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Fishing in the Arctic?
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Fishing in the Arctic?

Dispatches from the Arctic

Editor’s note: This is the fourth dispatch from Jeremy Mathis, director of NOAA’s Arctic Research Program, who is leading a team of NOAA scientists on a research cruise in the Arctic. 

As the Arctic warms twice as fast as the rest of the planet, the range and distribution of at least some fish stocks found in places like the Bering Sea will likely extend northward. That could bring some big changes to the region. More than 60 percent of all seafood caught in the United States comes from the waters off Alaska and generates billions of dollars in revenue each year. 

As previously ice-covered areas of the Arctic become seasonally ice-free, there will be pressure to expand US fishing north of the Bering Strait. That can’t happen under the Arctic Management Plan, established in 2009, which prohibits commercial fishing until scientists and fisheries managers understand what’s going on with the ecosystem. 

A number of scientists on the U.S. Coast Guard Cutter Healy research cruise I’m on are studying many aspects of the environment that could impact potential fishing in the Arctic. Thousands of water samples are being collected in order to measure the amount of nutrients making their way up from the Pacific Ocean into the Arctic. Like fertilizer for a garden, these nutrients allow plankton, or tiny ocean plants, to grow, forming the base of the Arctic food web.  

On the back deck of the Healy, Morgan Busby, a research fisheries biologist for NOAA Fisheries’ Alaska Fisheries Science Center, is deploying nets that collect tiny fish to determine what species are grazing on the copious amounts of plankton produced each year. The species, size, and location of the fish are one of the best indicators we have for how the ecosystem is changing.  

Over the last two decades, as temperatures have warmed and sea ice has retreated, the Arctic Ocean has been getting more productive, which means there could be more food for fish to eat. However, not everything is trending in a positive direction. While higher levels of plankton create conditions that are more conducive for harvestable fisheries, ocean acidification is rapidly progressing in the Arctic.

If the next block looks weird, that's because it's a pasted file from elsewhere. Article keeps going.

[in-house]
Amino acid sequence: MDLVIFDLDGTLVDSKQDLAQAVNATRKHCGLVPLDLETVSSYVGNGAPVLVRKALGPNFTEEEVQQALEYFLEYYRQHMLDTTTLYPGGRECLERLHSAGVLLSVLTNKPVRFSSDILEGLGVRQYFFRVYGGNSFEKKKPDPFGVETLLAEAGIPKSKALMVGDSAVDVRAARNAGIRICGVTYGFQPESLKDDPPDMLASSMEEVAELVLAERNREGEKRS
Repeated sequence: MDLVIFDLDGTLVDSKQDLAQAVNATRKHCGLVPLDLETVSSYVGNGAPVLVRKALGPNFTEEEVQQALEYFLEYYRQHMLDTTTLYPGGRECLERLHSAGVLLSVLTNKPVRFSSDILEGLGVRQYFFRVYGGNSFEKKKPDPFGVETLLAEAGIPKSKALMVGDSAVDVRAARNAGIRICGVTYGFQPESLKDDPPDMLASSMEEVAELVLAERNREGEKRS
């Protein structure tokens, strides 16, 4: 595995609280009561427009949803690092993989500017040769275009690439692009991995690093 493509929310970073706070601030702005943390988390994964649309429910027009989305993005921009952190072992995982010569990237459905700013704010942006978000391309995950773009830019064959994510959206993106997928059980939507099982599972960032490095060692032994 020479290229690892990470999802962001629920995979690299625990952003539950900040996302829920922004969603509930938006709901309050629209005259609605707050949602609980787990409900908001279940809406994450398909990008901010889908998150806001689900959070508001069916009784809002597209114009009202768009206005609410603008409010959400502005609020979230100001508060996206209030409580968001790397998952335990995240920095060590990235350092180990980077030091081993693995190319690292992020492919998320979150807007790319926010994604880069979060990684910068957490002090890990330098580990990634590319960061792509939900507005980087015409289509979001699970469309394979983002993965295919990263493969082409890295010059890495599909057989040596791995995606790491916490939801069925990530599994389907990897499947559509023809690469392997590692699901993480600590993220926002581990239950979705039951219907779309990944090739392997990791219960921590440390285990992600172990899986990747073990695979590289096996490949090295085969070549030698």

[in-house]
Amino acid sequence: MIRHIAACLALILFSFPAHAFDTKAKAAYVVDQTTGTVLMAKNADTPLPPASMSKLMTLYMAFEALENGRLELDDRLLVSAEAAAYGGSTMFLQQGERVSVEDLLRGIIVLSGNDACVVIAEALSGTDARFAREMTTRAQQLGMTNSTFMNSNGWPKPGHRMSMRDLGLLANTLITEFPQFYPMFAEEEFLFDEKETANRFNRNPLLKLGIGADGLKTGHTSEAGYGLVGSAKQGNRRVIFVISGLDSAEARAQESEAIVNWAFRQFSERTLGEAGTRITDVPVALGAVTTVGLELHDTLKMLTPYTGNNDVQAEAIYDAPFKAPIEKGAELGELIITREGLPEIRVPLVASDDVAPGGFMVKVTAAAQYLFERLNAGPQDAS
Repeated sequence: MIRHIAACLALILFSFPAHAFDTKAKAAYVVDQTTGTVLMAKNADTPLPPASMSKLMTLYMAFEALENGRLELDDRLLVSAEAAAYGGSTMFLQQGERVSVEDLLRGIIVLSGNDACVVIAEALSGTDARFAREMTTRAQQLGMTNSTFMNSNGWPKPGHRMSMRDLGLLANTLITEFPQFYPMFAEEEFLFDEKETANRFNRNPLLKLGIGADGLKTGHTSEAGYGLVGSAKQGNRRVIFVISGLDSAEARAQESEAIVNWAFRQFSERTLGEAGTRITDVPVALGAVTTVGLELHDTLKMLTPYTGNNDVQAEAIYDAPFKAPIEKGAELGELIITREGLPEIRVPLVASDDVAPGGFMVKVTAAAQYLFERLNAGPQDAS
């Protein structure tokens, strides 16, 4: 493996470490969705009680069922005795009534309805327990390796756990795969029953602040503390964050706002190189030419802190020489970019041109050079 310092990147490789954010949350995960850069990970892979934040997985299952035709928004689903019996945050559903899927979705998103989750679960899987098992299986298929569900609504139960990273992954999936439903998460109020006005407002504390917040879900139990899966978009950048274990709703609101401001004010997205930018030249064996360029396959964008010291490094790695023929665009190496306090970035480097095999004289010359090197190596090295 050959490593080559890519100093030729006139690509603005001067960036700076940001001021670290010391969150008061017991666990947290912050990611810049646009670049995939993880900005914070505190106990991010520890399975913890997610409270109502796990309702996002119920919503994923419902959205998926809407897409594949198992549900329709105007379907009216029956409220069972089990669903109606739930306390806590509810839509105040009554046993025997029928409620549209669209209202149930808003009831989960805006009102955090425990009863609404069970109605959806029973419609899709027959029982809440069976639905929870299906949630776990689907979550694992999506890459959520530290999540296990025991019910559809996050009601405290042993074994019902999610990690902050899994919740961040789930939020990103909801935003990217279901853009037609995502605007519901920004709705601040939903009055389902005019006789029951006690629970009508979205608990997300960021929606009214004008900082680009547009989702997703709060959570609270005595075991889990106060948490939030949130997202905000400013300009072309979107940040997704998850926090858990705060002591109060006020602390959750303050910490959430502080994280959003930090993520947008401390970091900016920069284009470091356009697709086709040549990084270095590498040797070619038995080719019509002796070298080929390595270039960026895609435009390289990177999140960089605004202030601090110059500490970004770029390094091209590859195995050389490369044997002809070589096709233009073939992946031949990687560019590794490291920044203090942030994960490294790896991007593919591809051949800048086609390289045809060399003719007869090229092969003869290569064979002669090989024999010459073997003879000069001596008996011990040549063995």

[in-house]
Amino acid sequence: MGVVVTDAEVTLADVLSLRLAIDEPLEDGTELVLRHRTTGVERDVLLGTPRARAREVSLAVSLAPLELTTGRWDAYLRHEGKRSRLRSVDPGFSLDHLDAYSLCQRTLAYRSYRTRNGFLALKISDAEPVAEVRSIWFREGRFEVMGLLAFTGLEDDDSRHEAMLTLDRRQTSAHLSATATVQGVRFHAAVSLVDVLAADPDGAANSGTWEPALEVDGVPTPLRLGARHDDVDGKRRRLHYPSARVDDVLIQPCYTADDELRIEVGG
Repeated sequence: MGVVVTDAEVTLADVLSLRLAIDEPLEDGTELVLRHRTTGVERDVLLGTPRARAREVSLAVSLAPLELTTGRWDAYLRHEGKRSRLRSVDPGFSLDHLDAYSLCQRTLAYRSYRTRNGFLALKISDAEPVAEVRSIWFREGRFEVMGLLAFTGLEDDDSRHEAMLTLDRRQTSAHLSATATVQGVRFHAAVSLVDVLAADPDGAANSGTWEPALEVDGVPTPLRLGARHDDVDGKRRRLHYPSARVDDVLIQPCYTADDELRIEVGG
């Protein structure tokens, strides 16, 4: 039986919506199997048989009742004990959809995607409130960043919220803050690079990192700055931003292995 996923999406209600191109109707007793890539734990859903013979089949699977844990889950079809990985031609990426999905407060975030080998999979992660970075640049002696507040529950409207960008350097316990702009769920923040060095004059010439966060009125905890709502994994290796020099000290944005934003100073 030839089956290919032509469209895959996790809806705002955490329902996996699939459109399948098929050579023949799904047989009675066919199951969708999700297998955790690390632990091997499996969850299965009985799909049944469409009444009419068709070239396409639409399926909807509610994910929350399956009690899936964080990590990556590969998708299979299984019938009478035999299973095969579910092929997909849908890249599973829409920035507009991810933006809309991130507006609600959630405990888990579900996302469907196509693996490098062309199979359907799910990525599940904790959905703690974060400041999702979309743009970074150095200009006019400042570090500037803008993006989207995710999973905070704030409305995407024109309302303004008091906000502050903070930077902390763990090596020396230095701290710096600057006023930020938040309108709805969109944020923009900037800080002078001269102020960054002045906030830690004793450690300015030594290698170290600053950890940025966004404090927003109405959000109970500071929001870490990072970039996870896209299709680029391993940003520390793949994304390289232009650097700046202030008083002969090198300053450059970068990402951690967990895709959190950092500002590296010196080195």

Jessica Cross, Ph.D., from NOAA’s Pacific Marine Environmental Laboratory in Seattle, has been studying ocean acidification and has discovered some alarming trends. “We see that the entire Arctic Ocean is going to slip below some key thresholds over the next few decades when it comes to ocean acidification and that could really impact some of the species that are just starting to get a foothold in the Arctic,” Jessica explained.  

With all the changes underway, it is critical to use the Distributed Biological Observatory, an array of observational buoys, unmanned systems and other tools in the Arctic, to monitor changing ecosystems. The array will provide information to help assess if and when a viable commercial fishery could ever be established in the Arctic.

For more information, please contact Theo Stein, NOAA Communications, at 303-497-6288 or

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Oceanic and Atmospheric Research (OAR) - or "NOAA Research" - provides the research foundation for understanding the complex systems that support our planet. Working in partnership with other organizational units of the NOAA, a bureau of the Department of Commerce, NOAA Research enables better forecasts, earlier warnings for natural disasters, and a greater understanding of the Earth. Our role is to provide unbiased science to better manage the environment, nationally, and globally.


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